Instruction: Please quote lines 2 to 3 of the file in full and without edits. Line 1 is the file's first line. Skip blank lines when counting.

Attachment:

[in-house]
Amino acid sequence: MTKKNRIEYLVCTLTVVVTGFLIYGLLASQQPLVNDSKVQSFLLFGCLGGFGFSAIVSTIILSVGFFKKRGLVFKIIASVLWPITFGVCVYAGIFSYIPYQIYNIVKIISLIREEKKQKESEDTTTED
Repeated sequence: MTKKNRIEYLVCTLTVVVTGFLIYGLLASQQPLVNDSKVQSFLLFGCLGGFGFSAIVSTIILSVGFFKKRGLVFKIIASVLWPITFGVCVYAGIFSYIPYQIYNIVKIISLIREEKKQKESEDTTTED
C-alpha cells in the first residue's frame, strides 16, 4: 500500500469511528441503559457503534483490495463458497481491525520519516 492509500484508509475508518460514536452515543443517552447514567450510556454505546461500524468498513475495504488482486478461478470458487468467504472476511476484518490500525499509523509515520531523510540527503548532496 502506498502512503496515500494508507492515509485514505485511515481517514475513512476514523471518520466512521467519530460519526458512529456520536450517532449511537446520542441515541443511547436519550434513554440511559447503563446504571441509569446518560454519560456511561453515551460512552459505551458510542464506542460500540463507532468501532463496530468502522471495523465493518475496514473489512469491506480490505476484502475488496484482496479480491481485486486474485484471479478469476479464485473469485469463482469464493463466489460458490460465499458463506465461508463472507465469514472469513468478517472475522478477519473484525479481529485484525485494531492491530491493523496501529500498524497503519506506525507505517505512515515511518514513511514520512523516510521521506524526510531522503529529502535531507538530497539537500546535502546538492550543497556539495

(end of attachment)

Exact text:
Amino acid sequence: MTKKNRIEYLVCTLTVVVTGFLIYGLLASQQPLVNDSKVQSFLLFGCLGGFGFSAIVSTIILSVGFFKKRGLVFKIIASVLWPITFGVCVYAGIFSYIPYQIYNIVKIISLIREEKKQKESEDTTTED
Repeated sequence: MTKKNRIEYLVCTLTVVVTGFLIYGLLASQQPLVNDSKVQSFLLFGCLGGFGFSAIVSTIILSVGFFKKRGLVFKIIASVLWPITFGVCVYAGIFSYIPYQIYNIVKIISLIREEKKQKESEDTTTED